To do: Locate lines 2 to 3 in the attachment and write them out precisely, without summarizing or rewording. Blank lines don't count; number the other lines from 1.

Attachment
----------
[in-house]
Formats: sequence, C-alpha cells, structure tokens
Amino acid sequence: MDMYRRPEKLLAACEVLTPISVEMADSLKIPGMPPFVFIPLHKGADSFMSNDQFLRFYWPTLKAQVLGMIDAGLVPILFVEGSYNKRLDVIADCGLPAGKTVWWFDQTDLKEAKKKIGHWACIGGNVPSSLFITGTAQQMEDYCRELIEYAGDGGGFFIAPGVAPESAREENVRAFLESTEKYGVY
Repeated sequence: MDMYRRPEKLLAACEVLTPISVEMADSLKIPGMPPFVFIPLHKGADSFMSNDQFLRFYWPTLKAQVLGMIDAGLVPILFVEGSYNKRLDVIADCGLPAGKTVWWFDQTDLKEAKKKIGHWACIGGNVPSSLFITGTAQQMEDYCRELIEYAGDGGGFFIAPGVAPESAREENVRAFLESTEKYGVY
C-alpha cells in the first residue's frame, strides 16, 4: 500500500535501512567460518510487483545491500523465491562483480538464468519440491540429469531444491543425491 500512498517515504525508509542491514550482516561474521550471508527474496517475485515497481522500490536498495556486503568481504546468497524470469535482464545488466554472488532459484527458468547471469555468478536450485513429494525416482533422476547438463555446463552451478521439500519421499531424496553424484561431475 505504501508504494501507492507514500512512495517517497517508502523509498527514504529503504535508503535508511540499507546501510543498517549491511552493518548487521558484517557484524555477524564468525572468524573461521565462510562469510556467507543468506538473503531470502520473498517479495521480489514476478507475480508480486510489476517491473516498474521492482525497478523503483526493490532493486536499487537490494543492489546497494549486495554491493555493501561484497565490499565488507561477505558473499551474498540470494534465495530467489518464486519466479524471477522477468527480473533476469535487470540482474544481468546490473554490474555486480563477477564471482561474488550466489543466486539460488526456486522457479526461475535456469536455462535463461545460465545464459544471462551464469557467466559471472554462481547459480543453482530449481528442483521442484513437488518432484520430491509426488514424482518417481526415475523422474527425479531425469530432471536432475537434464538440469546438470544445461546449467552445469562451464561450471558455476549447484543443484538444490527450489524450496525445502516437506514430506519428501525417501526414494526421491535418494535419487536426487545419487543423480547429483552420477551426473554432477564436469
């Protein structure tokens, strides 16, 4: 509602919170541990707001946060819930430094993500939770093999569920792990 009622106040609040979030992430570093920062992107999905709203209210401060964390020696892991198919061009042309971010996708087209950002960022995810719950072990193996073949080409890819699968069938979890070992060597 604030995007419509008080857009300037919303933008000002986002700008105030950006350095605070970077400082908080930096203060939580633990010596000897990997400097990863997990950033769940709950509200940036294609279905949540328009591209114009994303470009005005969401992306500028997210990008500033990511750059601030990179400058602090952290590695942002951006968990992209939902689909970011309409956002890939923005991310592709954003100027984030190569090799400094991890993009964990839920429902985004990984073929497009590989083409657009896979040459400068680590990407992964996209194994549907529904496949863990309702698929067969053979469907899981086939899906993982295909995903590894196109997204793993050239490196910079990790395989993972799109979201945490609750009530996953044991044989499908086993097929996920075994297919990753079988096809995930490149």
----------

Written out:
Formats: sequence, C-alpha cells, structure tokens
Amino acid sequence: MDMYRRPEKLLAACEVLTPISVEMADSLKIPGMPPFVFIPLHKGADSFMSNDQFLRFYWPTLKAQVLGMIDAGLVPILFVEGSYNKRLDVIADCGLPAGKTVWWFDQTDLKEAKKKIGHWACIGGNVPSSLFITGTAQQMEDYCRELIEYAGDGGGFFIAPGVAPESAREENVRAFLESTEKYGVY